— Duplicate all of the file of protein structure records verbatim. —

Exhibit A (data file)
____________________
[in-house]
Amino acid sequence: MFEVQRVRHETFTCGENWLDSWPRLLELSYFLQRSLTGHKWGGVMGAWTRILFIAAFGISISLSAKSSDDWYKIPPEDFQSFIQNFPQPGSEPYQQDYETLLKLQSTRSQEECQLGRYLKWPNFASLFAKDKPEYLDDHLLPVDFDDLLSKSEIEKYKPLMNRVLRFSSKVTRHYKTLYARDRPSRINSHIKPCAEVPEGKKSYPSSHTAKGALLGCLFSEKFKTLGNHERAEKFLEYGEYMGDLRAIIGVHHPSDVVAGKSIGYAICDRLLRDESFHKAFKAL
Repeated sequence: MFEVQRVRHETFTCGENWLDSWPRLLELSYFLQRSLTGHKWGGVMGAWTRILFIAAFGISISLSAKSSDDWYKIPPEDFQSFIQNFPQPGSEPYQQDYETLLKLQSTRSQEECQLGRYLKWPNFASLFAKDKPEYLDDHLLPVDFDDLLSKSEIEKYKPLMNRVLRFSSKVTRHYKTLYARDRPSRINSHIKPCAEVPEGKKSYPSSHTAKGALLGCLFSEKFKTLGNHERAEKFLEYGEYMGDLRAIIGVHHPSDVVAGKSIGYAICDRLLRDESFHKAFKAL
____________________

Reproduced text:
[in-house]
Amino acid sequence: MFEVQRVRHETFTCGENWLDSWPRLLELSYFLQRSLTGHKWGGVMGAWTRILFIAAFGISISLSAKSSDDWYKIPPEDFQSFIQNFPQPGSEPYQQDYETLLKLQSTRSQEECQLGRYLKWPNFASLFAKDKPEYLDDHLLPVDFDDLLSKSEIEKYKPLMNRVLRFSSKVTRHYKTLYARDRPSRINSHIKPCAEVPEGKKSYPSSHTAKGALLGCLFSEKFKTLGNHERAEKFLEYGEYMGDLRAIIGVHHPSDVVAGKSIGYAICDRLLRDESFHKAFKAL
Repeated sequence: MFEVQRVRHETFTCGENWLDSWPRLLELSYFLQRSLTGHKWGGVMGAWTRILFIAAFGISISLSAKSSDDWYKIPPEDFQSFIQNFPQPGSEPYQQDYETLLKLQSTRSQEECQLGRYLKWPNFASLFAKDKPEYLDDHLLPVDFDDLLSKSEIEKYKPLMNRVLRFSSKVTRHYKTLYARDRPSRINSHIKPCAEVPEGKKSYPSSHTAKGALLGCLFSEKFKTLGNHERAEKFLEYGEYMGDLRAIIGVHHPSDVVAGKSIGYAICDRLLRDESFHKAFKAL